Monday, September 05, 2005

On Cutbacks For New Orleans Flood Control:

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On Cutbacks For New Orleans Flood Control:


Alfred Naomi, had warned for years of the need to shore up the levees, but the Bush Administration and the Republican Congress kept cutting back on the funding.

The most recent cutback was a $71.2 million reduction for the New Orleans district in fiscal year 2006. “I’ve never seen this level of reduction,” Naomi told the New Orleans CityBusiness paper on June 6. His district had “identified $35 million in projects to build and improve levees, floodwalls, and pumping stations,” the paper said. But with the cuts, “Naomi said it’s enough to pay salaries but little else.”

Louisiana Senator Mary Landrieu blamed the Bush Administration for not making the funding a priority. “It’s extremely shortsighted,” she told the paper. “These projects are literally life-and-death projects to the people of south Louisiana and they are (of) vital economic interest to the entire nation.”

After Katrina hit, The New York Times interviewed Naomi. “A breach under these conditions was ultimately not surprising,” said Naomi, who had drawn up plans for protecting New Orleans from a Category 5 storm. “It would take $2.5 billion to build a Category 5 protection system, and [now] we’re talking about tens of billions in losses, all that lost productivity, and so many lost lives and injuries and personal trauma you’ll never get over.”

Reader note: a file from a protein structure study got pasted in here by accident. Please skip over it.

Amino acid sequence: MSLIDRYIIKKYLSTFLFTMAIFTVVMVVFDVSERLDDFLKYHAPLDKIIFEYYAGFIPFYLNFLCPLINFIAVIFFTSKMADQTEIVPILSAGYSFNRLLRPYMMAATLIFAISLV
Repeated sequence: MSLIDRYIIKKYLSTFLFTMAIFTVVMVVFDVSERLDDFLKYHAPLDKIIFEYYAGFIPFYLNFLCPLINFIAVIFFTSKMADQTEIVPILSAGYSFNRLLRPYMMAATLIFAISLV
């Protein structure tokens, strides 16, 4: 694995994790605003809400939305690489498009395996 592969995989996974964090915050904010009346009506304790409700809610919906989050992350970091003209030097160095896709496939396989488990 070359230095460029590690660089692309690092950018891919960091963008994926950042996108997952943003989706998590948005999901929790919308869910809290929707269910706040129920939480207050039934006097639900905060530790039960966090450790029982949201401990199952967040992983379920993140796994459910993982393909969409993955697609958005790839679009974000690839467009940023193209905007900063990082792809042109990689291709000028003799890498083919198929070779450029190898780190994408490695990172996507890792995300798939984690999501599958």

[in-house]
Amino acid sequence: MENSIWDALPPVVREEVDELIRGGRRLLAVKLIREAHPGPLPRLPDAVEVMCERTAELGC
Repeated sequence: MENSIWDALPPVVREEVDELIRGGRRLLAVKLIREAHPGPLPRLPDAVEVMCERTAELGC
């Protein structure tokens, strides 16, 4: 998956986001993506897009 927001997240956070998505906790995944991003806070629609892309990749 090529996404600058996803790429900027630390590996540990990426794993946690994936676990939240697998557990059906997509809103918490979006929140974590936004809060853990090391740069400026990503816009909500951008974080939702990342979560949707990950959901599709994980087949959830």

Good data on the correlation between Hurricanes and  water temperatures. Higher water temperature increases the intensity of  storms.




GELLERMAN: Well, how close is the correlation between the surface sea temperature and hurricanes?

EMANUEL: Well, this particular measure of energy consumption is very closely tied to sea surface temperature.

GELLERMAN: So, the higher the temperature of the sea surface, the more intense and the greater the duration of hurricanes?

EMANUEL: That's right. And we predicted that you should see about a ten percent increase in wind speed for every two degree sea change. That theoretical prediction has been backed up since then by lots of modeling that has been done elsewhere by other groups.

GELLERMAN: So what you expected to see was a nine percent increase and you're actually getting 80 percent?

EMANUEL: Yeah, 70 to 80 percent. So the prediction was way off.



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